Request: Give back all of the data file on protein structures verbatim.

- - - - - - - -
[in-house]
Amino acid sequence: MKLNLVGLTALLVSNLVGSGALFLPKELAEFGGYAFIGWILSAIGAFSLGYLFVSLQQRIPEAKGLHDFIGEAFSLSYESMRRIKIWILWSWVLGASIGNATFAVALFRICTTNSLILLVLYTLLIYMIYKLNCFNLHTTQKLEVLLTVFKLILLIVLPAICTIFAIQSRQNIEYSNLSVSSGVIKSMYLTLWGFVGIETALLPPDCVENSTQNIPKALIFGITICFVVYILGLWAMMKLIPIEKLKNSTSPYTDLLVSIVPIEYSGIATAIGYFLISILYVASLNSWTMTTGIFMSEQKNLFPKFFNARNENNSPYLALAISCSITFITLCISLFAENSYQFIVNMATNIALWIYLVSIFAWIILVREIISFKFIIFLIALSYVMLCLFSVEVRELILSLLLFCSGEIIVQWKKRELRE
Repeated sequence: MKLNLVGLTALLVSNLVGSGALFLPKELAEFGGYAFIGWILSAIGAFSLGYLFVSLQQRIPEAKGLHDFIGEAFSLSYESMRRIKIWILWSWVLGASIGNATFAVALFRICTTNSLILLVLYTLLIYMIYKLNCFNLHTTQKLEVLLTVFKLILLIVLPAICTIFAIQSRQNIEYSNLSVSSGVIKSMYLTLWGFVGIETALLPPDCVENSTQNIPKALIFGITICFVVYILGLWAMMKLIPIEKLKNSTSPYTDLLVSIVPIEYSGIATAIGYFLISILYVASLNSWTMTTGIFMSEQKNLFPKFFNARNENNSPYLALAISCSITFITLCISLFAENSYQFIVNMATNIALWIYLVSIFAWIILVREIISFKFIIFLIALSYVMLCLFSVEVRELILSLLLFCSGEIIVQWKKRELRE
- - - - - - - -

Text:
[in-house]
Amino acid sequence: MKLNLVGLTALLVSNLVGSGALFLPKELAEFGGYAFIGWILSAIGAFSLGYLFVSLQQRIPEAKGLHDFIGEAFSLSYESMRRIKIWILWSWVLGASIGNATFAVALFRICTTNSLILLVLYTLLIYMIYKLNCFNLHTTQKLEVLLTVFKLILLIVLPAICTIFAIQSRQNIEYSNLSVSSGVIKSMYLTLWGFVGIETALLPPDCVENSTQNIPKALIFGITICFVVYILGLWAMMKLIPIEKLKNSTSPYTDLLVSIVPIEYSGIATAIGYFLISILYVASLNSWTMTTGIFMSEQKNLFPKFFNARNENNSPYLALAISCSITFITLCISLFAENSYQFIVNMATNIALWIYLVSIFAWIILVREIISFKFIIFLIALSYVMLCLFSVEVRELILSLLLFCSGEIIVQWKKRELRE
Repeated sequence: MKLNLVGLTALLVSNLVGSGALFLPKELAEFGGYAFIGWILSAIGAFSLGYLFVSLQQRIPEAKGLHDFIGEAFSLSYESMRRIKIWILWSWVLGASIGNATFAVALFRICTTNSLILLVLYTLLIYMIYKLNCFNLHTTQKLEVLLTVFKLILLIVLPAICTIFAIQSRQNIEYSNLSVSSGVIKSMYLTLWGFVGIETALLPPDCVENSTQNIPKALIFGITICFVVYILGLWAMMKLIPIEKLKNSTSPYTDLLVSIVPIEYSGIATAIGYFLISILYVASLNSWTMTTGIFMSEQKNLFPKFFNARNENNSPYLALAISCSITFITLCISLFAENSYQFIVNMATNIALWIYLVSIFAWIILVREIISFKFIIFLIALSYVMLCLFSVEVRELILSLLLFCSGEIIVQWKKRELRE